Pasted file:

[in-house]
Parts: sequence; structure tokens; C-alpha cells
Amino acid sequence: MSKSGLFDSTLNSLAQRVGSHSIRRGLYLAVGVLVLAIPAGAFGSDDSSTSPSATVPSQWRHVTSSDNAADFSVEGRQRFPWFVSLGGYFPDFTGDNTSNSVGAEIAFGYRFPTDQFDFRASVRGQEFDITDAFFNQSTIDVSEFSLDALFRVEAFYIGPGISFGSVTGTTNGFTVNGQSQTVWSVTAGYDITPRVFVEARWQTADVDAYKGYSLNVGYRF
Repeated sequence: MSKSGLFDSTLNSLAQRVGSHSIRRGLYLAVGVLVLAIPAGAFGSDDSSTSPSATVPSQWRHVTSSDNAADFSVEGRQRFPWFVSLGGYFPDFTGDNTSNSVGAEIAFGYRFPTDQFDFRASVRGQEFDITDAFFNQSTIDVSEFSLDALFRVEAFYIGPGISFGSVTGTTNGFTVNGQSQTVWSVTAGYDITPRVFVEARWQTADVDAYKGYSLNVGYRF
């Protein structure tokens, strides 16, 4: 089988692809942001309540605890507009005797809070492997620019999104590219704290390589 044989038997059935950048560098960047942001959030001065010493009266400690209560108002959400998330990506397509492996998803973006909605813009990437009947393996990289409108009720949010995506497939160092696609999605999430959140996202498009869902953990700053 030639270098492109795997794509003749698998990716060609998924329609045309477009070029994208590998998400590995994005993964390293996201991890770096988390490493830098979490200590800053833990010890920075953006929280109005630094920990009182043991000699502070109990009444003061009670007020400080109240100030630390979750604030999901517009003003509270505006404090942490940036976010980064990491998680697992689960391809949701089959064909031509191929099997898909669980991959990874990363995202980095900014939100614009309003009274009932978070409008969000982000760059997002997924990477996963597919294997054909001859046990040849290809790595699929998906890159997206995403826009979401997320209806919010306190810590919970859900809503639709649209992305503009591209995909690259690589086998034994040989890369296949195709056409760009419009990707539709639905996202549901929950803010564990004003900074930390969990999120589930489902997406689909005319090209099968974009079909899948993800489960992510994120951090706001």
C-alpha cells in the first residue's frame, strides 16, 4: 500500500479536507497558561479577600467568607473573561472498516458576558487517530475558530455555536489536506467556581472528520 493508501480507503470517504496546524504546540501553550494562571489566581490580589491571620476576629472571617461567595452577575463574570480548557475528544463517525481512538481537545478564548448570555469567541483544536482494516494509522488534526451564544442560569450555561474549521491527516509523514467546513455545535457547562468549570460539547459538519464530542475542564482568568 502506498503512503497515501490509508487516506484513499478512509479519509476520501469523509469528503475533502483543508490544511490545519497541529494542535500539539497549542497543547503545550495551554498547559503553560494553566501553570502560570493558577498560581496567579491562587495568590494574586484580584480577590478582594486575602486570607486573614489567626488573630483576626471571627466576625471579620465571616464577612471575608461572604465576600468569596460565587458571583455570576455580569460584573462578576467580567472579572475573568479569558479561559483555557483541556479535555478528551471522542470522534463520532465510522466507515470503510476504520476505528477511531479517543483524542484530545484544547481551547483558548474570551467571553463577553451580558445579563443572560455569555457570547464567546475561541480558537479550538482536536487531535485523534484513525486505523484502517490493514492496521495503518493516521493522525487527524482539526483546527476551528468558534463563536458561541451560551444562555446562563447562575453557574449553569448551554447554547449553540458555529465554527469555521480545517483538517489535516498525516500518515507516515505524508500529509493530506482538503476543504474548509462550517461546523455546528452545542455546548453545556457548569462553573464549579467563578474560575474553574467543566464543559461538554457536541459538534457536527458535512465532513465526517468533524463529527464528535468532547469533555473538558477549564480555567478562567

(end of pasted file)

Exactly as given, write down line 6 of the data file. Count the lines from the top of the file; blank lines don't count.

C-alpha cells in the first residue's frame, strides 16, 4: 500500500479536507497558561479577600467568607473573561472498516458576558487517530475558530455555536489536506467556581472528520 493508501480507503470517504496546524504546540501553550494562571489566581490580589491571620476576629472571617461567595452577575463574570480548557475528544463517525481512538481537545478564548448570555469567541483544536482494516494509522488534526451564544442560569450555561474549521491527516509523514467546513455545535457547562468549570460539547459538519464530542475542564482568568 502506498503512503497515501490509508487516506484513499478512509479519509476520501469523509469528503475533502483543508490544511490545519497541529494542535500539539497549542497543547503545550495551554498547559503553560494553566501553570502560570493558577498560581496567579491562587495568590494574586484580584480577590478582594486575602486570607486573614489567626488573630483576626471571627466576625471579620465571616464577612471575608461572604465576600468569596460565587458571583455570576455580569460584573462578576467580567472579572475573568479569558479561559483555557483541556479535555478528551471522542470522534463520532465510522466507515470503510476504520476505528477511531479517543483524542484530545484544547481551547483558548474570551467571553463577553451580558445579563443572560455569555457570547464567546475561541480558537479550538482536536487531535485523534484513525486505523484502517490493514492496521495503518493516521493522525487527524482539526483546527476551528468558534463563536458561541451560551444562555446562563447562575453557574449553569448551554447554547449553540458555529465554527469555521480545517483538517489535516498525516500518515507516515505524508500529509493530506482538503476543504474548509462550517461546523455546528452545542455546548453545556457548569462553573464549579467563578474560575474553574467543566464543559461538554457536541459538534457536527458535512465532513465526517468533524463529527464528535468532547469533555473538558477549564480555567478562567